|1st Chairman of the Democratic Union|
8 May 1988 – 12 July 2014
|Preceded by||Position created|
Valeriya Ilyinichna Novodvorskaya
17 May 1950
Baranovichi, Byelorussian SSR, Soviet Union
|Died||12 July 2014 (aged 64)|
|Cause of death||Toxic shock syndrome|
|Political party||Democratic Union|
|Alma mater||Moscow Region State University|
Valeriya Ilyinichna Novodvorskaya (Russian: Вале́рия Ильи́нична Новодво́рская, 17 May 1950, Baranovichi, Byelorussian SSR – 12 July 2014, Moscow) was a Soviet dissident, writer and liberal politician. She was the founder and the chairwoman of the "Democratic Union" party and a member of the orial board of The New Times.
Novodvorskaya was born in 1950 to a Jewish engineer, Ilya Borisovich (Boruchovich) Burshtyn, and a pediatrician, Nina Feodorovna Novodvorskaya, who came from a noble Russian family. Her parents divorced in 1967; Ilya Borisovich later emigrated to North America.
Novodvorskaya was active in the Soviet dissident movement since her youth, and first imprisoned by the Soviet authorities in 1969, when she was 19, for distributing leaflets that criticized the Soviet invasion of Czechoslovakia. The leaflets included her poetry: "Thank you, the Communist Party for our bitterness and despair, for our shameful silence, thank you the Party!" She was arrested and imprisoned at a Soviet psychiatric hospital and, like many other Soviet dissidents, diagnosed with "sluggish schizophrenia". In the early 1990s, psychiatrists of the Independent Psychiatric Association of Russia proved that the claim of her mental illness was bogus. She described her experience in her book Beyond Despair.
Novodvorskaya stood as a Democratic Union candidate in the 1993 Russian legislative election in a single-mandate district as part of the Russia's Choice bloc, and she also contested the 1995 Russian legislative election on the list of the Party of Economic Freedom. She was not elected in either election, and never held public office.
Novodvorskaya self-identified primarily as a liberal politician and was described by her colleagues as "a critic of Russian realities in the best traditions of Pyotr Chaadayev, Vissarion Belinsky and Alexander Herzen". She was strongly critical of Chechen Wars, Vladimir Putin's domestic policies, and the rebirth of Soviet propaganda in Russia. She also accused the Russian government of murdering Polish president Lech Kaczyński in a plane crash on 10 April 2010 in Smolensk Oblast.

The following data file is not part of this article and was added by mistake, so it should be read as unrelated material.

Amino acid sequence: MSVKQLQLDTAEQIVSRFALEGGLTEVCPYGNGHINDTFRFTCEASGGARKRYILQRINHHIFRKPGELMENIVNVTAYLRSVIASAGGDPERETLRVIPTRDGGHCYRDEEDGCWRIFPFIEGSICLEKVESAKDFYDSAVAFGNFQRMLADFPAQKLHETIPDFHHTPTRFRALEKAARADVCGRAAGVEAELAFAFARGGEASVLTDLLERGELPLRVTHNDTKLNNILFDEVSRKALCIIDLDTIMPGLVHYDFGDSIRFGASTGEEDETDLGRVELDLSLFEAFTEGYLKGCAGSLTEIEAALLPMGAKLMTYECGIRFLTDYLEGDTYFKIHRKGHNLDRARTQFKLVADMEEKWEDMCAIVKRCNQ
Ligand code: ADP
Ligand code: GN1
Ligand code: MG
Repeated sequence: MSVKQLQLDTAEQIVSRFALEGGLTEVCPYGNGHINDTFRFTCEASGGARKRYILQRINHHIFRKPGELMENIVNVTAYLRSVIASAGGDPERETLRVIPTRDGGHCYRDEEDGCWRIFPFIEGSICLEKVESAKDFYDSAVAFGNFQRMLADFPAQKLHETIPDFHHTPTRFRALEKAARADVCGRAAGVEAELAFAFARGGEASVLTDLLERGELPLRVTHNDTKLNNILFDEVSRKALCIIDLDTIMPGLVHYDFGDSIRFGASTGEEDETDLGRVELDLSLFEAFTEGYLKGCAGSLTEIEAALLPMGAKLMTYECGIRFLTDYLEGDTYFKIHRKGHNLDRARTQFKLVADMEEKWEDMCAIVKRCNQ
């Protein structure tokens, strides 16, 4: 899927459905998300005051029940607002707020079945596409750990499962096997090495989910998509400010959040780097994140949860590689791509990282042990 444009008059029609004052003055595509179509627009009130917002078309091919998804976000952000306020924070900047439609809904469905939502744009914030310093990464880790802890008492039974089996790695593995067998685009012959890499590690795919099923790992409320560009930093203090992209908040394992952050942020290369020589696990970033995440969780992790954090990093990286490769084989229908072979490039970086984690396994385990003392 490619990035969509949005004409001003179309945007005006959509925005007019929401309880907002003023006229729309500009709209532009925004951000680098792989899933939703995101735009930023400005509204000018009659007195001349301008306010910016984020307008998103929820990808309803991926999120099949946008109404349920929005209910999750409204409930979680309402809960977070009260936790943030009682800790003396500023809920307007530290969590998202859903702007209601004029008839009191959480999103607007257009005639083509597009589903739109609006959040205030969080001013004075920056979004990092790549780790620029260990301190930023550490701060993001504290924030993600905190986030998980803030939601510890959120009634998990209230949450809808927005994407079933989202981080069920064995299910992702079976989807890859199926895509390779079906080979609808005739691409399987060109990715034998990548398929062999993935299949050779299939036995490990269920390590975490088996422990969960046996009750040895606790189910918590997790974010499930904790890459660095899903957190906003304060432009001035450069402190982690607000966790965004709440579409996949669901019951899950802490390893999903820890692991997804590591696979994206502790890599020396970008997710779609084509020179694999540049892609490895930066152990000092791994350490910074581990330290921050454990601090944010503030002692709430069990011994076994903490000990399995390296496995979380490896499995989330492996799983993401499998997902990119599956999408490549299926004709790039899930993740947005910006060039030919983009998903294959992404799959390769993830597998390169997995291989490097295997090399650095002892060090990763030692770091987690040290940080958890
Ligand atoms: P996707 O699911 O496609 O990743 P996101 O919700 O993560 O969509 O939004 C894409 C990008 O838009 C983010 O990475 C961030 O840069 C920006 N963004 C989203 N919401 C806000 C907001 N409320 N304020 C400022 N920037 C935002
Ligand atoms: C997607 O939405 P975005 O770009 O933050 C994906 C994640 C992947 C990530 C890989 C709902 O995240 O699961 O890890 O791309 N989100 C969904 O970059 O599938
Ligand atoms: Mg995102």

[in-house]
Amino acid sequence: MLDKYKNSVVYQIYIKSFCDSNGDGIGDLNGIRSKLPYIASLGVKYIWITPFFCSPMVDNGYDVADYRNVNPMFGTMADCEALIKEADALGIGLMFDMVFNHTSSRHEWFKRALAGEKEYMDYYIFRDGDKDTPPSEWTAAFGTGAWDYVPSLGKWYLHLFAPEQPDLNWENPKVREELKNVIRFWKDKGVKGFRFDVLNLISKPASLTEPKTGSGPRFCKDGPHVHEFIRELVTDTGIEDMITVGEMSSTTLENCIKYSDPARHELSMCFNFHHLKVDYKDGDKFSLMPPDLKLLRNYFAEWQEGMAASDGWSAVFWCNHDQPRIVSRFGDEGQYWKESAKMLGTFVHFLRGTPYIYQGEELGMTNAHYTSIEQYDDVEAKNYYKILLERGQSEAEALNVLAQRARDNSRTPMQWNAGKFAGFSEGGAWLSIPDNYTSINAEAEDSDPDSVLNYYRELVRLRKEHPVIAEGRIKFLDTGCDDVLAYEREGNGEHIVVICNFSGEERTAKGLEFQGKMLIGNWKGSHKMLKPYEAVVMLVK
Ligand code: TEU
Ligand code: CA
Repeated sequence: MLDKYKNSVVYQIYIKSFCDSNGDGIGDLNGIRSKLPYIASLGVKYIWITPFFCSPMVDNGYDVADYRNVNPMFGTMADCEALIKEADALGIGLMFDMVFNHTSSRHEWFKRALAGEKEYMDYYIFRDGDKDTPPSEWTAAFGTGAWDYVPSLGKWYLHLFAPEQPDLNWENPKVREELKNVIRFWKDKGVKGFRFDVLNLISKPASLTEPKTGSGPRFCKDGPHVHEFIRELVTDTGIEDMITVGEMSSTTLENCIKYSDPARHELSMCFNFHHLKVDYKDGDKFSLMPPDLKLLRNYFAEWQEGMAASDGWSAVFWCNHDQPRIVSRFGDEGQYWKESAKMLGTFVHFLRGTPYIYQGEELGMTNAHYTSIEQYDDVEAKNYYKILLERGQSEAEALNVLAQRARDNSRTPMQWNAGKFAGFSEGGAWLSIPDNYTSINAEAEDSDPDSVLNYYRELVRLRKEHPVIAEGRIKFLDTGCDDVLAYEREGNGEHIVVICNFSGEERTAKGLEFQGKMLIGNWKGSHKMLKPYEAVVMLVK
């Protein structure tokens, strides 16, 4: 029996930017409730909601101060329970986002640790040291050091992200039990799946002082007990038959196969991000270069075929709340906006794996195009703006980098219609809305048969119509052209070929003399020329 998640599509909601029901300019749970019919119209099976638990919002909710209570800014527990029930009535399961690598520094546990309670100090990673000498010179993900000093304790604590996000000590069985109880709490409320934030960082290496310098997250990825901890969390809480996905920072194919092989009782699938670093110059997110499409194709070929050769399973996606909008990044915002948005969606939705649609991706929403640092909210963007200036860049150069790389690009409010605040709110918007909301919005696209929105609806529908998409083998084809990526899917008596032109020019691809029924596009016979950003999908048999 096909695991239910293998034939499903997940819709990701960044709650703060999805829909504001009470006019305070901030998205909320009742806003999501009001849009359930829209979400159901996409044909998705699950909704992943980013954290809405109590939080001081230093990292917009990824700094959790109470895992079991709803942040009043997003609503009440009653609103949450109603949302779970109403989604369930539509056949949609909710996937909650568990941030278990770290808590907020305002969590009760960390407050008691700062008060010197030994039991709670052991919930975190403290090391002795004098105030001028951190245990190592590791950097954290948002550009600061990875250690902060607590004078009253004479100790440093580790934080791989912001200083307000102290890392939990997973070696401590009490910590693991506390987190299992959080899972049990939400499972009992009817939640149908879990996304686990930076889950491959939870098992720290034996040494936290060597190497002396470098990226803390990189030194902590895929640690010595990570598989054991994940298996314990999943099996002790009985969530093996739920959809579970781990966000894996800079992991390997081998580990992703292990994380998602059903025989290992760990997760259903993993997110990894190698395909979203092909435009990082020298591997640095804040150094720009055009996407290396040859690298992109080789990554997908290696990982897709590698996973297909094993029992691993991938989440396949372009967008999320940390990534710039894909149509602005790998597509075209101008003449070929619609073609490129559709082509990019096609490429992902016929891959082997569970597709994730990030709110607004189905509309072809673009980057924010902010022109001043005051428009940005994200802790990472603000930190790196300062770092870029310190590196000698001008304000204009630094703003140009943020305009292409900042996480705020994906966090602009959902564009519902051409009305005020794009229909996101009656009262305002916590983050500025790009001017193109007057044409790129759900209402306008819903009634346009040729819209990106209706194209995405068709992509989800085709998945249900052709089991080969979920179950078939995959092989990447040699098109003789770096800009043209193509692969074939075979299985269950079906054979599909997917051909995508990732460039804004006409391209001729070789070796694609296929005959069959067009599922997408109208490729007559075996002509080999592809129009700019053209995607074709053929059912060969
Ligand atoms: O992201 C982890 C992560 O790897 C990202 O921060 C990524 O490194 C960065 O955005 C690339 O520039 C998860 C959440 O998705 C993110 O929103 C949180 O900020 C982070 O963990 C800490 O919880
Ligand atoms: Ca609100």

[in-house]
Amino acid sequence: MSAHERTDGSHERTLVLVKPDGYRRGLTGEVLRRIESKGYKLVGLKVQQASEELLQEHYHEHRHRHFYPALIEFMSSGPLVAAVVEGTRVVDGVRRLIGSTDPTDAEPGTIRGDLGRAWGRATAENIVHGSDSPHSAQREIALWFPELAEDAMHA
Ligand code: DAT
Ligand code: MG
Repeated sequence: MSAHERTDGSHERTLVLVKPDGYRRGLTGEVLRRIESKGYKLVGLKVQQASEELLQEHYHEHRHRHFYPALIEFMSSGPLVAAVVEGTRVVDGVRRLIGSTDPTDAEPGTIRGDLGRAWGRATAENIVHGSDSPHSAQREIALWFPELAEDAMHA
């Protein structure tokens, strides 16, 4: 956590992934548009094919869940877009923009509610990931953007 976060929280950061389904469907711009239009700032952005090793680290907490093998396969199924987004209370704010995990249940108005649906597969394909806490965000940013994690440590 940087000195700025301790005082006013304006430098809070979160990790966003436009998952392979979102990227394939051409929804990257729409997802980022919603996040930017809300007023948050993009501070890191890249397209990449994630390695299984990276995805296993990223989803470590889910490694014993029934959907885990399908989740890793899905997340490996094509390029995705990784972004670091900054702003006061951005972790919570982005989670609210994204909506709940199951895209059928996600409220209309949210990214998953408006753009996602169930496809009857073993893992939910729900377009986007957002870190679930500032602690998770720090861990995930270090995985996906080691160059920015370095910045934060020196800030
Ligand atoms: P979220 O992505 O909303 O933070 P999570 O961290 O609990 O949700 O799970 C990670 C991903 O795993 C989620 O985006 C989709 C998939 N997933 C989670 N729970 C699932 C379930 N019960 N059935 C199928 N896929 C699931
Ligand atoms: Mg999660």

In 2009 Novodvorskaya published an autobiographical book, Farewell of Slavianka: A Thriller, that includes all her articles from Novy Vzglad, the details of her case, fragments of speech her lawyer Henri Reznik gave in 1996 and her last word in court. The case lasted for two years and was apparently closed.
Throughout her life, Novodvorskaya lived in a flat with her mother Nina Fyodorovna (Нина Федоровна Новодворская, 1928–2017), a pediatrician, and cat Stasik. In the summers they rented a dacha in Kratovo. She was fond of swimming, science fiction, theater and cats.
In 1990 Novodvorskaya was baptized by the noncanonical Ukrainian Autocephalous Orthodox Church Reunited. She belonged to that church till her death while remaining highly critical of the Russian Orthodox Church. According to her priest Yakov Krotov, "she was more of a Christian than I ever was".
Novodvorskaya received the Starovoytova award "for contribution to the defense of human rights and strengthening democracy in Russia". She said at the ceremony that "we are not in opposition to, but in confrontation with, the present regime".
|Wikimedia Commons has media related to Valeriya Novodvorskaya.|